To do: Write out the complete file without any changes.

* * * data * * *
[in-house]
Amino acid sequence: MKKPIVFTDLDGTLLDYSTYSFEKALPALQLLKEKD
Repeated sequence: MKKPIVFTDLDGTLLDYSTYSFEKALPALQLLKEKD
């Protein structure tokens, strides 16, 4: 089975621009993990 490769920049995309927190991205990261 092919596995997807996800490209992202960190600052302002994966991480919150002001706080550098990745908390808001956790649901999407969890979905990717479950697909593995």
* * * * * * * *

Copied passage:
[in-house]
Amino acid sequence: MKKPIVFTDLDGTLLDYSTYSFEKALPALQLLKEKD
Repeated sequence: MKKPIVFTDLDGTLLDYSTYSFEKALPALQLLKEKD
């Protein structure tokens, strides 16, 4: 089975621009993990 490769920049995309927190991205990261 092919596995997807996800490209992202960190600052302002994966991480919150002001706080550098990745908390808001956790649901999407969890979905990717479950697909593995």